Op-Ed: The charging challenge: Electric vehicles and their drawbacks

Op-Ed: The charging challenge: Electric vehicles and their drawbacks

Electric-powered cars are now the rage. Tesla’s market capitalization is seven times larger than that of General Motors and 14 times larger than Ford’s, though it builds a fraction of the vehicles that those companies do. Many politicians are even considering banning gasoline-powered cars within a few years in favor of electric vehicles (EVs), all in the name of saving the planet.

This has significant meaning to me. As a third-generation automobile dealer, I need to get ahead of the curve and prepare for what is next. I want to sell what people want to buy.

The charging challenge

I have driven the Volkswagen Golf EV, the Honda Clarity plug-in (PEV), and now the Hyundai Kona EV. All have good road characteristics and operate similarly to gasoline-powered cars, with the exception of how they are powered. I installed a Level II charger at my home. The cost: about $850. I’m fortunate that my fuse box is located in the garage, so I didn’t need much additional wiring. The garage is where I charge these EVs overnight.

What is it like to have to depend upon a public charging station? Tesla has a robust, nationwide rapid-charging infrastructure, but Tesla uses a proprietary charging plug that does not work with other makes of vehicles. Volkswagen, as part of its diesel settlement, has constructed a large charging network under the name of Electrify America. Electrify America has the closest rapid chargers to both my home and my office.

How long it takes a battery to charge depends upon four things: the capacity of the charger, the capacity of the battery, the battery discharge condition, and the rate of charge that the battery will accept. The Kona will accept up to a 75 kW rate of charge.

Fast chargers will bring the battery only to an 80% total charge due to the limitations of lithium batteries. Charging above 80% will damage the battery. Since I arrived at the charging station with ten percent capacity remaining, I received an additional 70% charge, which gave me about 190 miles total range. It required one hour and ten minutes. The cost was $21.07, or 43 cents per kW. The cost would be about 34 cents per kW if I joined Electrify America for four dollars per month. Filling my gasoline vehicle for the same range would cost less – about $13. Charging an EV at a fast charger costs more per mile of range than filling up a gasoline-powered vehicle.

What struck me first was how this could possibly work for me if I had to rely entirely on fast chargers and instead of my home charger. I drive at least 80 miles each day, which means I would have to recharge my Kona every other day assuming that I did not do more driving than just between my home and the office. Since it required over one hour to charge the battery, I would have to spend over 200 hours annually charging my vehicle – the equivalent of 25 eight-hour working days. And this assumes that I never had to wait in line for another vehicle to finish charging and that the charging station was nearby when I needed one.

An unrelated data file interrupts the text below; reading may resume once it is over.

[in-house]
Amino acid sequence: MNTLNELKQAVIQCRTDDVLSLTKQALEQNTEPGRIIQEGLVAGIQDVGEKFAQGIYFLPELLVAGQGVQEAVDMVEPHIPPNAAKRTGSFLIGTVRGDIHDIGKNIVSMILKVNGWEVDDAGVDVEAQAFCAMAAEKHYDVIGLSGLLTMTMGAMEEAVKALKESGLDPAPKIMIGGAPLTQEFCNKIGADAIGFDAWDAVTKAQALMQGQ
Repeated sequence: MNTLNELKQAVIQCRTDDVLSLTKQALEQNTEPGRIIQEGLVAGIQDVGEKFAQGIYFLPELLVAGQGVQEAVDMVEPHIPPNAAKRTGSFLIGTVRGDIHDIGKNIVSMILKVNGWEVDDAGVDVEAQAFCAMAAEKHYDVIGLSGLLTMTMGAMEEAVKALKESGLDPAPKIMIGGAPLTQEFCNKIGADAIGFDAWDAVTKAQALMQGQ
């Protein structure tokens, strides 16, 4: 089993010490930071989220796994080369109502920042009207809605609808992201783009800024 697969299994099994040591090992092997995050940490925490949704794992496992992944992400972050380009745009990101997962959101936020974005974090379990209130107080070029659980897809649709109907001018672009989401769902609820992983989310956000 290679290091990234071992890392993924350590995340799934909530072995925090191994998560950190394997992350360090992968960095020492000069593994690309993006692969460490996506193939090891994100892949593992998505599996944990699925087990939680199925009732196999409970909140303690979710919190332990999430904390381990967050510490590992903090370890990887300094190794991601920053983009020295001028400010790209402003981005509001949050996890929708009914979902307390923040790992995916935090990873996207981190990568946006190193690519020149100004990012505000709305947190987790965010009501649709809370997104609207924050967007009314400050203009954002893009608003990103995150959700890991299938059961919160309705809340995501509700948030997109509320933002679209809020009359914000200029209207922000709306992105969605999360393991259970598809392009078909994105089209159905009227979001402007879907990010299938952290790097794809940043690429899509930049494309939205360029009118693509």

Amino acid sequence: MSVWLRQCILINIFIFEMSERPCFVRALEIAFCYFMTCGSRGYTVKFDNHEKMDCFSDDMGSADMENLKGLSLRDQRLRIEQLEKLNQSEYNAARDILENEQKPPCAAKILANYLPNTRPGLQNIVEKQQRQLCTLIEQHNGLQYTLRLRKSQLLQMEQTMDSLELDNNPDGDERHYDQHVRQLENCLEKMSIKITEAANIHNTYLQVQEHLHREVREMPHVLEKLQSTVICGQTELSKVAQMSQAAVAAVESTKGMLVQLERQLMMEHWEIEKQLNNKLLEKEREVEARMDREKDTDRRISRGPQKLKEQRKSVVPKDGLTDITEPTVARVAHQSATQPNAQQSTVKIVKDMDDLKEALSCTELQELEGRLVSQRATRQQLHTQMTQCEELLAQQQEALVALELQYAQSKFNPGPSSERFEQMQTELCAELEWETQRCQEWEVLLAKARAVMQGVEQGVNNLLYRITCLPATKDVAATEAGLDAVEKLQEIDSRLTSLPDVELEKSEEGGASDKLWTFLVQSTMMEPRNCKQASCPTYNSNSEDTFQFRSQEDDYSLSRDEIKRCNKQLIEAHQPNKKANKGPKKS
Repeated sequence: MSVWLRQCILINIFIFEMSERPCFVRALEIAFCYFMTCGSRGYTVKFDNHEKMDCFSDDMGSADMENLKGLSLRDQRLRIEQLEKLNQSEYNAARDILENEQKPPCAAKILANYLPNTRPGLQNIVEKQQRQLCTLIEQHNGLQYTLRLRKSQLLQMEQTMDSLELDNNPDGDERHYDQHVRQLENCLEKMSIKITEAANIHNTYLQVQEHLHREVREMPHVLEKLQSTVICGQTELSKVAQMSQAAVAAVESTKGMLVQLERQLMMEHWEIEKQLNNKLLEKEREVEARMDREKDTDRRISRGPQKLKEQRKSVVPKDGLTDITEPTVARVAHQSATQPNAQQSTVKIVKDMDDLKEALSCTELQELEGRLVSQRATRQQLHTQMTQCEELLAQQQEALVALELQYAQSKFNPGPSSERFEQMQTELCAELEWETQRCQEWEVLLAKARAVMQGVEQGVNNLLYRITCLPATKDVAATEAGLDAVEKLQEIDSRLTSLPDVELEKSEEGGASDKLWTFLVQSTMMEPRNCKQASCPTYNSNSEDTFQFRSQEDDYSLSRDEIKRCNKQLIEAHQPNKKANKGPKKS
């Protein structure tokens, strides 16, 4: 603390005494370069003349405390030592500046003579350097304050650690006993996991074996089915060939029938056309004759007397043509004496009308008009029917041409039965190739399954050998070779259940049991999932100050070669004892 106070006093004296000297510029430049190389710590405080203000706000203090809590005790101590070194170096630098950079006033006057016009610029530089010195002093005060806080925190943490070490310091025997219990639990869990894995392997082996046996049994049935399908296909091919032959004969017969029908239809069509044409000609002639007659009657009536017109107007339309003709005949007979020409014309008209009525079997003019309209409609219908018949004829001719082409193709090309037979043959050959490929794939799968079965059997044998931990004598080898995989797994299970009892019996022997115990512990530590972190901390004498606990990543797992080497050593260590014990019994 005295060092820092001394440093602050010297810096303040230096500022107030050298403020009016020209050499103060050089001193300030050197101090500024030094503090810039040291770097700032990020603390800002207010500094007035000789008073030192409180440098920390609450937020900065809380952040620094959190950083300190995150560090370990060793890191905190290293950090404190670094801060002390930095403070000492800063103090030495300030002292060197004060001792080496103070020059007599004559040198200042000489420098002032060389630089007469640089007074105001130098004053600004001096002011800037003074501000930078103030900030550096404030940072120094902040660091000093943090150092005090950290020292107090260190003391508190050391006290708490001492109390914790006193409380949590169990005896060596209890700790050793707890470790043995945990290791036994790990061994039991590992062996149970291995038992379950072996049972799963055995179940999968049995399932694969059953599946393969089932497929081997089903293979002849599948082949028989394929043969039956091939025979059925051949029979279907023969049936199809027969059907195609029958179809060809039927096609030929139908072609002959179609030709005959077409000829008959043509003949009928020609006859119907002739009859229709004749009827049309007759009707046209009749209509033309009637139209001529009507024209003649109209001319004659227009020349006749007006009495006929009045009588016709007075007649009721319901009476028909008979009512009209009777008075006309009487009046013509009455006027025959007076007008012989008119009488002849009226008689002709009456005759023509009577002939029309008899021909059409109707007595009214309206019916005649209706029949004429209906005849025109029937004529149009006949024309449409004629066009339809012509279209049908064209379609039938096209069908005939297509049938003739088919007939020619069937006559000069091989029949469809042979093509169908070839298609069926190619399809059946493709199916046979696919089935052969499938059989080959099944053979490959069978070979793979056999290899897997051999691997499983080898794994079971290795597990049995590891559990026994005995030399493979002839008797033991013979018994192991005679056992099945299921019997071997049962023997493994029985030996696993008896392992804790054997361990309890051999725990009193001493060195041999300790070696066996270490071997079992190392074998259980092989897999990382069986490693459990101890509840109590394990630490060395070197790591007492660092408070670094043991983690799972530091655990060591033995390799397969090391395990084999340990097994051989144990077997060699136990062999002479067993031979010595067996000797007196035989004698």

If I lived in a town home, or an apartment, without access to a Level II home charger, I would have to rely entirely on the public fast-charging network. And instead of a 250-mile range, I would have only about a 190-mile range to work with.

I then decided to try another large public, non-Tesla, super-charging network – EVgo. Both EVgo and Electrify America have apps that provide various functions including station locations. Both provide membership discounts. Electrify America does a good job communicating via texts while you are charging, and EVgo’s app provides access to your complete charging history. I could use my credit card at the Electrify America charging station, but to use some EVgo chargers, one must first acquire a swipe card.

At the EVgo charging station at a major-area shopping center, I saw two charging towers with four cords. Two 50 kWh cords fit the Nissan Leaf and two cords fit my Hyundai Kona. I plugged my car in, swiped the card over the reader, and began charging. The charger screen said that with my 11% safety range that I drove in with, an 80% charge would require one hour and 17 minutes. I was prepared, though, and used the time to finish a book, watch part of a Netflix series, and even close my eyes for a few minutes.